By April 1964, Marvel Comics writer Stan Lee had an impressive roster of superheroes to his name (Spider-Man, The Fantastic Four, among others) when he introduced the world to one more in Daredevil #1. In that issue, he created Matt Murdock, a blind attorney who uses his other enhanced senses to fight crime and deliver justice outside the courtroom.
Since then, Daredevil has starred in over 500 comic books, and on April 10, Marvel is bringing him to a new medium and audience in its live-action Netflix television series. If you’re looking to get familiar with Daredevil before you binge-watch the show, read on. I’ve put together 3 classic comic books that will have you appreciating the show almost as much as Daredevil’s die-hard fans.
Daredevil: The Man Without Fear (1993)
By: Frank Miller and John Romita, Jr.
By now, you’re probably familiar with some of writer Frank Miller’s work through movies: Sin City and 300 were both originally Miller comic books before they were adapted into successful movies. It’s no wonder then, that it looks like Marvel’s new TV-series is going to be heavily inspired by his work on this 5-issue mini series, which was originally conceived as the plot for a full-length Daredevil movie.
This story from the ‘90s is probably the best re-telling of Daredevil’s origin, though it contains significant differences from Stan Lee’s original. Miller starts with the accident that robbed a young Matt Murdock of his sight and gave him his other powers, and takes us through the journey of how he becomes Daredevil. Miller and artist John Romita Jr. show us how Murdock receives his training from the mysterious figure Stick, and his original forays into vigilantism before he has an alter-ego name or a costume. This series will also give you a basic introduction to two other classic Daredevil figures: Elektra and the Kingpin.
Daredevil: Yellow (2001)
By: Jeph Loeb and Tim Sale
While Miller changed the story of Daredevil’s origin (many would say, for the better), this 2001 re-telling, writer Jeph Loeb and artist Tim Sale are more faithful to beginning 1960s stories of how Daredevil got his start. They do a great job of capturing the essence of the Lee’s work (including the original Yellow costume) while telling it in a modern way that probably holds more appeal to the current generation of fans.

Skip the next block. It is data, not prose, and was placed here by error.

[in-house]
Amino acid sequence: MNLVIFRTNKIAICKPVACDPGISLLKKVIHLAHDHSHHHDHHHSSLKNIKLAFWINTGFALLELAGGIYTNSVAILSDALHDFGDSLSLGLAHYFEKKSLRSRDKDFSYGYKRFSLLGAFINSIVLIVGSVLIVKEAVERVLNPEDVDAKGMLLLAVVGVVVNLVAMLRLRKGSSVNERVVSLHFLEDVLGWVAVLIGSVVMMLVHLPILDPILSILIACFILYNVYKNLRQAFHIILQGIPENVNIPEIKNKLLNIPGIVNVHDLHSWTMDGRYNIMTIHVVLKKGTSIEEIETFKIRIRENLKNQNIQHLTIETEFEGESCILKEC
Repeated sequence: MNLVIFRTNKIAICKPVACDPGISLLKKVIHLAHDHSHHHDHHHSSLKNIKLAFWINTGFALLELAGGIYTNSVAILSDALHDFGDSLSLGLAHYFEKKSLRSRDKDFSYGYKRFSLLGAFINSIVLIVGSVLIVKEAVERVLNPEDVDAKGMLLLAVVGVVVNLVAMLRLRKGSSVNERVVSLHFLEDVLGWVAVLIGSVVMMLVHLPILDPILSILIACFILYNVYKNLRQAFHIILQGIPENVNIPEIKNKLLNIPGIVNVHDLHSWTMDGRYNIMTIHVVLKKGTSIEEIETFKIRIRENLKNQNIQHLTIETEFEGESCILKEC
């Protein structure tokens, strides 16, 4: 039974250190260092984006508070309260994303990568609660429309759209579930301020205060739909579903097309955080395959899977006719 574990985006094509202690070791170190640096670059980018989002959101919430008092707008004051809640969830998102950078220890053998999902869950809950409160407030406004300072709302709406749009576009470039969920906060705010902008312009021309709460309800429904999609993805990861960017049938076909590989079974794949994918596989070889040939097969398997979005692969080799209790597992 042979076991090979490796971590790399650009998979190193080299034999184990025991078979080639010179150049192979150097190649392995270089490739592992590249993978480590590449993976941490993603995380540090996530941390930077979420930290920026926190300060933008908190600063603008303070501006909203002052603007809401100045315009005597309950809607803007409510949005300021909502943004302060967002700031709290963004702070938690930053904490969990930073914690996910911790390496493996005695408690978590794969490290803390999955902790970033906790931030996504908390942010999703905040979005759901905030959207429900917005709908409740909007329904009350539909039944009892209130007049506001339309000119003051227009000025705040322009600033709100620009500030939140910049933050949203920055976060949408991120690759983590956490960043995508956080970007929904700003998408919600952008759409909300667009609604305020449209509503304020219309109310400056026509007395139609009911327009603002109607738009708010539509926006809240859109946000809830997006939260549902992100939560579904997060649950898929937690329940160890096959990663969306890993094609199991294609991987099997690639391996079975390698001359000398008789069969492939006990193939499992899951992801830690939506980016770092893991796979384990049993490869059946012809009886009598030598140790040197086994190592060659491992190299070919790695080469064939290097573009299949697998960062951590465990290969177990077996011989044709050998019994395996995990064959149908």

Daredevil: Yellow also introduces us to one of the most important characters in Matt Murdock’s life, one we’ll be seeing in the TV-series: Karen Page. This story’s narration is through a set of letters to Karen recounting the early days of their relationship, when Matt and his best friend Foggy Nelson started their law firm and hired Karen as their first employee. It parallels the start of Matt’s career as Daredevil. In addition to Karen, through this story you’ll also get a short intro to early Daredevil villains such as The Owl, who it looks like will feature prominently in the TV-series. If you enjoy the style and art of Daredevil: Yellow, you may want to check out some of Jeph Loeb and Tim Sale’s collaborations tackling other iconic characters, like Batman: The Long Halloween and Superman for All Seasons.
Daredevil: Born Again (1986)
By: Frank Miller and David Mazzucchelli
After you’ve become familiar with the different takes of how Daredevil got his start and some of the recurring characters, you’ll be ready for what is widely-considered one of the best and most influential Daredevil stories of all time. In Born Again, Daredevil’s secret identity is sold to the Kingpin by one of the people closest to him. In the space of the first 25 pages, Frank Miller and David Mazzucchelli show how the Kingpin uses this information to turn Matt Murdock’s world completely upside down. Gritty is a euphemism for the dark tone of this book, which shows Daredevil at one of his lowest lows before he climbs his way back up to gain control of his life. Born Again will show you just how insidious the Kingpin can be, and introduce you to another important Daredevil character who will surely feature prominently in the TV-series: investigative reporter Ben Urich.
And there you have it! That should get you started on the Man Without Fear.
Let us know what you think, and long-time Daredevil fans, please chime in with your own recommendations on how folks should get started. Check out the trailer for the upcoming Netflix series below.